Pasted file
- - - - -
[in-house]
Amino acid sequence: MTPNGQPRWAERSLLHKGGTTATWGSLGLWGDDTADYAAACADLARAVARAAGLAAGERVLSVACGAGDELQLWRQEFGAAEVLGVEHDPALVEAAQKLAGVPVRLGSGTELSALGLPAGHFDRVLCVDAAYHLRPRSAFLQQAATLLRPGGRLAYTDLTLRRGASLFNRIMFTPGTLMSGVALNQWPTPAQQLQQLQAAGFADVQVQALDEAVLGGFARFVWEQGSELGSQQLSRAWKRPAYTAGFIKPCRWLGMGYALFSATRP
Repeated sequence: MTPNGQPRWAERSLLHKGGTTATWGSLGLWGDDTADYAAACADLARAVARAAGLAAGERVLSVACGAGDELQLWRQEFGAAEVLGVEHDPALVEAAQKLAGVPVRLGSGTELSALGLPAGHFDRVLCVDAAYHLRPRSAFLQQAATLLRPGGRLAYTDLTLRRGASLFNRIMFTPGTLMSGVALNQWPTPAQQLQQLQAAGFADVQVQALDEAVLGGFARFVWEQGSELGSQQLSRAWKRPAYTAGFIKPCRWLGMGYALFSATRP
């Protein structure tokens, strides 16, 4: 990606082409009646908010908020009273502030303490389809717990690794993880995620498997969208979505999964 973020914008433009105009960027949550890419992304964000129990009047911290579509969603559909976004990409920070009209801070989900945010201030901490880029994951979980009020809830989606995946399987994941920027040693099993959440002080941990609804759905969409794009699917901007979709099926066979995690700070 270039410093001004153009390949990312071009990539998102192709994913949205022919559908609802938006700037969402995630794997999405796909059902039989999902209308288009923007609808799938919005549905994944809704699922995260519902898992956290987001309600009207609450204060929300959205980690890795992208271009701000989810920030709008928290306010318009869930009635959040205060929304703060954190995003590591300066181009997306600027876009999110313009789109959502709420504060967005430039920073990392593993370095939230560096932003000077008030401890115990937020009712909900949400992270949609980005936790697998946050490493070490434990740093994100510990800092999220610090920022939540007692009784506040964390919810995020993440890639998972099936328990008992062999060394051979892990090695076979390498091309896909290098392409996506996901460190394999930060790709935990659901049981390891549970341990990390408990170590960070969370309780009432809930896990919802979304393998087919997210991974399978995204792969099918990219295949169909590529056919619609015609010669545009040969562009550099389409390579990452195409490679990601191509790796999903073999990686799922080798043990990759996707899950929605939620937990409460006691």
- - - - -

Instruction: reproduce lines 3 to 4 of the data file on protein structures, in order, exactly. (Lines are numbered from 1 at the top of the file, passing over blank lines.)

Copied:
Repeated sequence: MTPNGQPRWAERSLLHKGGTTATWGSLGLWGDDTADYAAACADLARAVARAAGLAAGERVLSVACGAGDELQLWRQEFGAAEVLGVEHDPALVEAAQKLAGVPVRLGSGTELSALGLPAGHFDRVLCVDAAYHLRPRSAFLQQAATLLRPGGRLAYTDLTLRRGASLFNRIMFTPGTLMSGVALNQWPTPAQQLQQLQAAGFADVQVQALDEAVLGGFARFVWEQGSELGSQQLSRAWKRPAYTAGFIKPCRWLGMGYALFSATRP
């Protein structure tokens, strides 16, 4: 990606082409009646908010908020009273502030303490389809717990690794993880995620498997969208979505999964 973020914008433009105009960027949550890419992304964000129990009047911290579509969603559909976004990409920070009209801070989900945010201030901490880029994951979980009020809830989606995946399987994941920027040693099993959440002080941990609804759905969409794009699917901007979709099926066979995690700070 270039410093001004153009390949990312071009990539998102192709994913949205022919559908609802938006700037969402995630794997999405796909059902039989999902209308288009923007609808799938919005549905994944809704699922995260519902898992956290987001309600009207609450204060929300959205980690890795992208271009701000989810920030709008928290306010318009869930009635959040205060929304703060954190995003590591300066181009997306600027876009999110313009789109959502709420504060967005430039920073990392593993370095939230560096932003000077008030401890115990937020009712909900949400992270949609980005936790697998946050490493070490434990740093994100510990800092999220610090920022939540007692009784506040964390919810995020993440890639998972099936328990008992062999060394051979892990090695076979390498091309896909290098392409996506996901460190394999930060790709935990659901049981390891549970341990990390408990170590960070969370309780009432809930896990919802979304393998087919997210991974399978995204792969099918990219295949169909590529056919619609015609010669545009040969562009550099389409390579990452195409490679990601191509790796999903073999990686799922080798043990990759996707899950929605939620937990409460006691």